In 2010, at 41, I embarked on a lifestyle overhaul. A few of us school mums joked about losing weight to get back into our wedding dresses. And so, the start of my 25-kilo weight loss started. As time went on one of the mums got really sick with bowel cancer, and had discussed with me my symptoms of tummy upset pain, IBS etc. She recommended I follow it up. Of course, I didn’t until after my friend sadly died from her bowel cancer at 36.
I clearly remember the day I asked my GP for a colonoscopy in 2012 and telling her my symptoms. My doctor said, ‘no you’re too young and have no family history’.
From 2012-2015 I had seen my GP many times with bowel pain and what I knew are all the symptoms. I even saw other doctors who wanted to put me on anti-depressants because they said it must be in my head. For two years I could barely keep food in, going out for a meal was a nightmare, and I woke at night in severe pain.
In early 2015 I was seeing my GP every month with my pain. Again, she said it was stress, even though my blood tests showed I was anaemic. She recommended a holiday, as it was IBS or stress. Yes, I was a busy full-time working mum. But I knew this wasn’t right and was so convinced that it was in my head that I didn’t want to waste a hospital ER’s time. I wish that I had.
I ended up going to Thailand in August 2015 and came home so sick. I couldn’t leave the hotel, just in case I needed a toilet. My GP ran more tests when I got back home, including stool samples and they all came back clear. I then begged her to refer me to have a colonoscopy. Her response was “oh, haven’t we done one of those yet!”.
Two weeks later I was having my colonoscopy. The doctor asked me what my symptoms were and said, “that sounds like IBS”. When I woke from the procedure, he told me he’d found a tumour and would send it off for testing. No mention of the “C” word.
A couple of days later I went to have a CT scan. The lovely lady asked me if I knew what I was having. I said I wasn’t sure, no one has said anything. She said, “to see if the cancer had spread”. After the CT scan I was panicking and called the colonoscopy centre, and that’s when I was told to go see my GP as he was rushing my results.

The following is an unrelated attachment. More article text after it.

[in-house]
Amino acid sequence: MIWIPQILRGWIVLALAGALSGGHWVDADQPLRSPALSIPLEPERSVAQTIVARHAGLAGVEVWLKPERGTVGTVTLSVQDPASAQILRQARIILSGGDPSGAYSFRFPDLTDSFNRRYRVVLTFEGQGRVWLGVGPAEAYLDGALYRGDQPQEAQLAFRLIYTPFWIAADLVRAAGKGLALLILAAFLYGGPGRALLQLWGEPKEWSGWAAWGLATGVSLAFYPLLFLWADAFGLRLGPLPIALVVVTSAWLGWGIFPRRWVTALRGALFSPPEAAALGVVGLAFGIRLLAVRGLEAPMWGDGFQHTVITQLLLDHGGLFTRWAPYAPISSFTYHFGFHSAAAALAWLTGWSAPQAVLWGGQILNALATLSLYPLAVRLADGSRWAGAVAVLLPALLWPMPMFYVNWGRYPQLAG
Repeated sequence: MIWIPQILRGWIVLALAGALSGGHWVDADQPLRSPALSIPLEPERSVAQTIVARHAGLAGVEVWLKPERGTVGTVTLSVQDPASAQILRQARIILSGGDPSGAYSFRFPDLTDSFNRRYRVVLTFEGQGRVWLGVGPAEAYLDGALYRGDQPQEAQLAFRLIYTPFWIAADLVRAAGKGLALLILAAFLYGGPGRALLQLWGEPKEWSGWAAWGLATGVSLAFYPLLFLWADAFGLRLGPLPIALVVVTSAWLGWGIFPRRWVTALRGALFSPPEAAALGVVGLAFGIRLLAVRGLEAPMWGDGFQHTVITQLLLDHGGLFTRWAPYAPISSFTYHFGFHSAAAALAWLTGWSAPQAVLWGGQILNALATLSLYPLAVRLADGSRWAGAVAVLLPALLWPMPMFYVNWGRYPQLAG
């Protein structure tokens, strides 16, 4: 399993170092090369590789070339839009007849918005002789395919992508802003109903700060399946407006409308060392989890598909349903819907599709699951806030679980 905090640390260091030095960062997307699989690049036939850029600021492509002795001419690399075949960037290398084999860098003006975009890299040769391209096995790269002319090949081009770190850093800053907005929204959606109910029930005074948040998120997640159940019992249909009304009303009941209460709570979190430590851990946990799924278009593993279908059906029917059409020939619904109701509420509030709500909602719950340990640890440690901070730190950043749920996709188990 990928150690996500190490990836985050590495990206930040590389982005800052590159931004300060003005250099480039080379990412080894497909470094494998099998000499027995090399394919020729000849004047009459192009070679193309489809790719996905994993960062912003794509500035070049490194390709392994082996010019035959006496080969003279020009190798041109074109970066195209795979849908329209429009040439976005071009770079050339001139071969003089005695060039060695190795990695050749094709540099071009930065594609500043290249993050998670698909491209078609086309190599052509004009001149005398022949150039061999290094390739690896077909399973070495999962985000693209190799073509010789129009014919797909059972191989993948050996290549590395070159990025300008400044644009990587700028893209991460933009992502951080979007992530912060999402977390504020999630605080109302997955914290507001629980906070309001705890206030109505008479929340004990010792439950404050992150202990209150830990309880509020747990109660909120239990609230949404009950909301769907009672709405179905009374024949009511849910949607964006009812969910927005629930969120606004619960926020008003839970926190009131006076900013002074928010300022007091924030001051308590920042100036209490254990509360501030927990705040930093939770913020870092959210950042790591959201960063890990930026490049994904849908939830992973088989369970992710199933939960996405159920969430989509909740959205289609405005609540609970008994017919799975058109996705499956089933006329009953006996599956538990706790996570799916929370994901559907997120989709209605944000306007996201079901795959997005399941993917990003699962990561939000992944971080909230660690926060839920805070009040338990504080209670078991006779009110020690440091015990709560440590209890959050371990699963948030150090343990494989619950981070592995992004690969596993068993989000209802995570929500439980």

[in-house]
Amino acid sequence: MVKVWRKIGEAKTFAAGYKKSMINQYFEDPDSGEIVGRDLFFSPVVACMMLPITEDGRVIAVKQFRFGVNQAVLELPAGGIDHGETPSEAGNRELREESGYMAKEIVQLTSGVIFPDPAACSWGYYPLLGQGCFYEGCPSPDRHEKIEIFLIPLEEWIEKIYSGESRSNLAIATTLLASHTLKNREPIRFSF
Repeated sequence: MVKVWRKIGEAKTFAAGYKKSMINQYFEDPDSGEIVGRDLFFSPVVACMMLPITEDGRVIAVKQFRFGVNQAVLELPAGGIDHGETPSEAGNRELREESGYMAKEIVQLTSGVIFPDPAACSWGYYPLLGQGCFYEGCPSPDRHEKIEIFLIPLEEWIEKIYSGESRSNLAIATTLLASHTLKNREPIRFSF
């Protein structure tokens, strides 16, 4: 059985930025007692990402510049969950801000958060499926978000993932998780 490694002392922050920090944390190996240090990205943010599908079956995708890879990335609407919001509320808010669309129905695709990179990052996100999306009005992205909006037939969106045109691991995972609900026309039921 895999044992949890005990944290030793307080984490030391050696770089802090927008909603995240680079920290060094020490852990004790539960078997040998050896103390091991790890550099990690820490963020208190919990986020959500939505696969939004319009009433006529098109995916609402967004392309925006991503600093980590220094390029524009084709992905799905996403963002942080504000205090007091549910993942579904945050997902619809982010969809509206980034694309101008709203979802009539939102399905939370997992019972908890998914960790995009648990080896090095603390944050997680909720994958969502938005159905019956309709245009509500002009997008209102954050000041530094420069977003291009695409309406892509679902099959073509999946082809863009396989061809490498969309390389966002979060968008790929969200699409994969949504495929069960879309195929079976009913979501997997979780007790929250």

The next day my GP was in tears telling me I was right I did have bowel cancer.
A good two years of living in pain.
I had a right hemicolectomy surgery and six weeks later I started chemo. I was also told two days before Christmas 2015 that I had Stage 4 bowel cancer.
I have the most amazing oncologist and even though he told me he would do his best to extend my life, I knew that I couldn’t leave my then 11-year-old son without a mother.
I went through two years of chemo, radiation and antibody therapy. To the amazement of my oncologist and my other cancer team, I’ve had clear scans now for two years and am also chemo free.
Even though I wanted to believe I could kick this cancer, I knew my odds where slim. My oncologist set up an exercise gym as he believes that exercising helps fight cancer. I believe that had a lot to do with being able to stay in a positive mindset.
I’m fully aware that there’s a high possibility the cancer will come back. But I live each day with my ‘new normal’ life.
I was angry for a long time, having trusted several GPs with my life. Being diagnosed with Stage 4 bowel cancer at age 46 and a time that I had been the fittest and healthiest I’d been in my life; I wasn’t the poster girl for bowel cancer.
Also, from planning my funeral, to now going back to living ‘normal life’ has been a struggle. I’m hoping that maybe I can find employment working with other people dealing with bowel cancer under 50. I think we need more support.
I’m happy to share my Stage 4 journey to give hope to others. As we all need hope when fighting bowel cancer.